• Large Scale Scrum. Large Scale Scrum (LeSS) is used to coordinate multiple Scrum teams, which are working concurrently, to create one large-scale product or project result. It synchronizes the teams’ actions and activities to achieve overall goals and objectives efficiently.

Regardless of the approach chosen, all of these methodologies share commonalities that are based in the Agile Manifesto and Agile Declaration of Interdependence: working in close collaboration with customers; adapting to change quickly and efficiently; integrating results into working products; and focusing on providing value to end users. At the same time, all of them aim to increase satisfaction among customers, staff, and management by empowering employees to produce results at a sustainable pace, while meeting user requirements and enhancing revenue streams.
For a complete listing of MindEdge’s course offerings on Agile Project Management, click here.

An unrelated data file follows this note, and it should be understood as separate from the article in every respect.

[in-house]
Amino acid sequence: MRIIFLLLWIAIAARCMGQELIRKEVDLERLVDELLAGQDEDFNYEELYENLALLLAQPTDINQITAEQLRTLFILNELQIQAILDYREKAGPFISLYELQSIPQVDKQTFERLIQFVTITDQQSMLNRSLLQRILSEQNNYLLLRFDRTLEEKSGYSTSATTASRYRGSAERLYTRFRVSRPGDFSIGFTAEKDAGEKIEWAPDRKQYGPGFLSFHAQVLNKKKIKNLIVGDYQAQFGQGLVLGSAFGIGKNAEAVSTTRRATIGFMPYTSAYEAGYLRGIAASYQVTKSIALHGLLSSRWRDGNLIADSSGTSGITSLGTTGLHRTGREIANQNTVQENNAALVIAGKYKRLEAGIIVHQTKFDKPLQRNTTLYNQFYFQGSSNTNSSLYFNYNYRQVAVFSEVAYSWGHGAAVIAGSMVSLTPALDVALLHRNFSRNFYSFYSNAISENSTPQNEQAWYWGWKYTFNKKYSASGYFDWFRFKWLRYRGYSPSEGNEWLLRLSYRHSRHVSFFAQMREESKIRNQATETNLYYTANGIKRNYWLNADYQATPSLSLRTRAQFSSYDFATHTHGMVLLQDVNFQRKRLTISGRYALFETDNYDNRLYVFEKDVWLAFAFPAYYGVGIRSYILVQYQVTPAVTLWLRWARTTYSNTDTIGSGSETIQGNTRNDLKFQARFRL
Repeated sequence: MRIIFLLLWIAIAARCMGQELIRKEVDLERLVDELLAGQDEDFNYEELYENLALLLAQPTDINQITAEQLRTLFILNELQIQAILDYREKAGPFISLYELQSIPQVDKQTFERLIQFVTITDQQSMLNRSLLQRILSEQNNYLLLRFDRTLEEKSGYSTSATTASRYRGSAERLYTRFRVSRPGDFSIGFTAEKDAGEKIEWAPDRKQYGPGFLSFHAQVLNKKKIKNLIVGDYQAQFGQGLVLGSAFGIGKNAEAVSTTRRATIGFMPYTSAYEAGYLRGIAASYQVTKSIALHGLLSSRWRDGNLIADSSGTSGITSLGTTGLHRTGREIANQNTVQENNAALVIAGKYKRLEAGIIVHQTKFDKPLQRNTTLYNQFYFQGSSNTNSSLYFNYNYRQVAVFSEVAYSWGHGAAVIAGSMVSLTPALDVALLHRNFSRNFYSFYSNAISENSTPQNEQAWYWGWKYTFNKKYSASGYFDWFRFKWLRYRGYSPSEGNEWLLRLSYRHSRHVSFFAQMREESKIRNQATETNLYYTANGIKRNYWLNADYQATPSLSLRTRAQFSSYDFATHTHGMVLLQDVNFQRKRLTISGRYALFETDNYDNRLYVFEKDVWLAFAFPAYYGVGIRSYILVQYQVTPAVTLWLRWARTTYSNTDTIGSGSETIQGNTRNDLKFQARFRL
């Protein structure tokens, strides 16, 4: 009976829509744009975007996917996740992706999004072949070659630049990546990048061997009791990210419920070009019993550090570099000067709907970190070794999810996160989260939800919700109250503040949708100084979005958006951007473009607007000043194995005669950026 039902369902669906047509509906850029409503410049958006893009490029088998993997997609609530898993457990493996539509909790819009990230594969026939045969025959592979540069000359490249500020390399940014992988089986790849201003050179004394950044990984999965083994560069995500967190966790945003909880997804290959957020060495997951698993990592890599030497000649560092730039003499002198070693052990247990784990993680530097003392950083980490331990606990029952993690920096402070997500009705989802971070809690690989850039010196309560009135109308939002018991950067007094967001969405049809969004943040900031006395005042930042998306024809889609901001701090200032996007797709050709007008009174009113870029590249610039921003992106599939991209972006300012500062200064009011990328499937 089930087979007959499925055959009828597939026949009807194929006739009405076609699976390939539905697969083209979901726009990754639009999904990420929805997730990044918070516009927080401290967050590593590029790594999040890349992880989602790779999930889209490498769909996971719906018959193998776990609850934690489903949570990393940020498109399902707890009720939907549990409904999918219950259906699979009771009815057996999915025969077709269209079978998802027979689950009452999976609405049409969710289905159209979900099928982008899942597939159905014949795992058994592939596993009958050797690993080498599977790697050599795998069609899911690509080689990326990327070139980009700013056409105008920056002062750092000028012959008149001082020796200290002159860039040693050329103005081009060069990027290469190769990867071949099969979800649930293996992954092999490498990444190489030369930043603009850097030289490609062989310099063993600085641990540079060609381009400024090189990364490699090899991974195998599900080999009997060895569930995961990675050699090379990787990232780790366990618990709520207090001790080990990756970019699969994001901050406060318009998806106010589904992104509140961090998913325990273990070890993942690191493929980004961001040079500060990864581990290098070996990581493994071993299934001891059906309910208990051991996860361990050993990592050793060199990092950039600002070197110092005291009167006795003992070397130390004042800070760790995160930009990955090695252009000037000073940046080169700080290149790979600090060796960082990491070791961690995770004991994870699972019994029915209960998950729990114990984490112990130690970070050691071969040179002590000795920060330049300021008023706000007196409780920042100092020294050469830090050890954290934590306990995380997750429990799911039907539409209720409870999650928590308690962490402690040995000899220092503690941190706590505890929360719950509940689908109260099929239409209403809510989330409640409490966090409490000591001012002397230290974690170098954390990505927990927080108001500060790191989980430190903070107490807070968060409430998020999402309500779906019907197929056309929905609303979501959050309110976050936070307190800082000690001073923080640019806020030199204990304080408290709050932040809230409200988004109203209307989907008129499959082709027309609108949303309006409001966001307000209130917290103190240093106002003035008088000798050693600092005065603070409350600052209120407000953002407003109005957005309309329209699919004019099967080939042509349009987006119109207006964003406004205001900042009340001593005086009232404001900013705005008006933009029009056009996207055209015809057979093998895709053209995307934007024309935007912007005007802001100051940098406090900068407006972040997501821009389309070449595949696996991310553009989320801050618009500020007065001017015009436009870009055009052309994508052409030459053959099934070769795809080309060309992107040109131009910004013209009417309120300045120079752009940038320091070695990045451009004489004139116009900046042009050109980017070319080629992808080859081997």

Copyright © 2018 MindEdge, Inc.

Emotional Intelligence Is a Critical Asset for Project Managers

Emotional intelligence is a two-part skill, says Megan Marini, co-founder of Boston Business Women: it’s the ability to work well with others, as well as the ability to manage one’s own emotions. And both of those abilities are important for project managers, who must manage not just the performance of their teams, but the expectations and demands of their superiors, as well. “You have to manage up, and you have to manage your team and make sure everybody’s happy,” she says. “You have to understand the dynamics of everybody else, and of course the company culture at large.”